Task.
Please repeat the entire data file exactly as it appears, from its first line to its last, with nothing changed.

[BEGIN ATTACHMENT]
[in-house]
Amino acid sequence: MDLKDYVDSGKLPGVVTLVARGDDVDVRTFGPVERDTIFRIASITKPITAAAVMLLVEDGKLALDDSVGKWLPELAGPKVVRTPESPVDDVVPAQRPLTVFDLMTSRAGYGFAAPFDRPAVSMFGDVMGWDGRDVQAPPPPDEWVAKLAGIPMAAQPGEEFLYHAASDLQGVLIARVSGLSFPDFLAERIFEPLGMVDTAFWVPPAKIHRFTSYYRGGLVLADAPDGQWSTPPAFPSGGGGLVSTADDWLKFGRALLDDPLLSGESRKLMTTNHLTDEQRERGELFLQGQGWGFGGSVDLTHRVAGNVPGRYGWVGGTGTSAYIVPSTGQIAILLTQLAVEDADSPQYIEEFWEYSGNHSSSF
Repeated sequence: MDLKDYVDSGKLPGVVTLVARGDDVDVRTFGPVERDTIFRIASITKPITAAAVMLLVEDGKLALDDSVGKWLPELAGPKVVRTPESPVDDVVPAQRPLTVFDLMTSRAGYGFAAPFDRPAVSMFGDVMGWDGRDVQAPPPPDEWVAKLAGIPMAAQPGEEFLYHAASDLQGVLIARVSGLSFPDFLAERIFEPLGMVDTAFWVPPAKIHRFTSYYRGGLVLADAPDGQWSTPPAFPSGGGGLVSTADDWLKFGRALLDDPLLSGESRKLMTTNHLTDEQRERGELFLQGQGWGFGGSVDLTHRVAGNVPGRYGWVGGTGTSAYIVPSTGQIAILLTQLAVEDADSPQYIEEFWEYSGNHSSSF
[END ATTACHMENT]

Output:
[in-house]
Amino acid sequence: MDLKDYVDSGKLPGVVTLVARGDDVDVRTFGPVERDTIFRIASITKPITAAAVMLLVEDGKLALDDSVGKWLPELAGPKVVRTPESPVDDVVPAQRPLTVFDLMTSRAGYGFAAPFDRPAVSMFGDVMGWDGRDVQAPPPPDEWVAKLAGIPMAAQPGEEFLYHAASDLQGVLIARVSGLSFPDFLAERIFEPLGMVDTAFWVPPAKIHRFTSYYRGGLVLADAPDGQWSTPPAFPSGGGGLVSTADDWLKFGRALLDDPLLSGESRKLMTTNHLTDEQRERGELFLQGQGWGFGGSVDLTHRVAGNVPGRYGWVGGTGTSAYIVPSTGQIAILLTQLAVEDADSPQYIEEFWEYSGNHSSSF
Repeated sequence: MDLKDYVDSGKLPGVVTLVARGDDVDVRTFGPVERDTIFRIASITKPITAAAVMLLVEDGKLALDDSVGKWLPELAGPKVVRTPESPVDDVVPAQRPLTVFDLMTSRAGYGFAAPFDRPAVSMFGDVMGWDGRDVQAPPPPDEWVAKLAGIPMAAQPGEEFLYHAASDLQGVLIARVSGLSFPDFLAERIFEPLGMVDTAFWVPPAKIHRFTSYYRGGLVLADAPDGQWSTPPAFPSGGGGLVSTADDWLKFGRALLDDPLLSGESRKLMTTNHLTDEQRERGELFLQGQGWGFGGSVDLTHRVAGNVPGRYGWVGGTGTSAYIVPSTGQIAILLTQLAVEDADSPQYIEEFWEYSGNHSSSF